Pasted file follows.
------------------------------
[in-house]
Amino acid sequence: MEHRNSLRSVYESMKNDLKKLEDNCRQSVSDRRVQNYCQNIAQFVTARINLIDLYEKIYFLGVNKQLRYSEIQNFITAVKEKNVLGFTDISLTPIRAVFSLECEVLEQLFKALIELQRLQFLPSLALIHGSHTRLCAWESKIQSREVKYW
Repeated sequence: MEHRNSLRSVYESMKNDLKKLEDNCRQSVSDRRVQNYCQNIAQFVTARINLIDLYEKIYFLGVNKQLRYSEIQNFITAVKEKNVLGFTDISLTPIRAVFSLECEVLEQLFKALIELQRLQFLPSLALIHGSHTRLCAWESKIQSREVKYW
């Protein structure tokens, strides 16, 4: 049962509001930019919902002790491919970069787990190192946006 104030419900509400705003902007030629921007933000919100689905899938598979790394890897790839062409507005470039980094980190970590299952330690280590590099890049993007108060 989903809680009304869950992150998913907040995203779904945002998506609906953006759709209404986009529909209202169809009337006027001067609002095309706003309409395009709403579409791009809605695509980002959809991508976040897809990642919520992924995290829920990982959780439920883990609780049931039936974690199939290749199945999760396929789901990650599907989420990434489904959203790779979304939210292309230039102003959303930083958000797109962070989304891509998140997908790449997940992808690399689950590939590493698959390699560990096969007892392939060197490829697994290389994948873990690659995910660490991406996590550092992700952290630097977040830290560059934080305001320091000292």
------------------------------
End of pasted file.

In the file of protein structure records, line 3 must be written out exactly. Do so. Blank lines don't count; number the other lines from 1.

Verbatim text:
Repeated sequence: MEHRNSLRSVYESMKNDLKKLEDNCRQSVSDRRVQNYCQNIAQFVTARINLIDLYEKIYFLGVNKQLRYSEIQNFITAVKEKNVLGFTDISLTPIRAVFSLECEVLEQLFKALIELQRLQFLPSLALIHGSHTRLCAWESKIQSREVKYW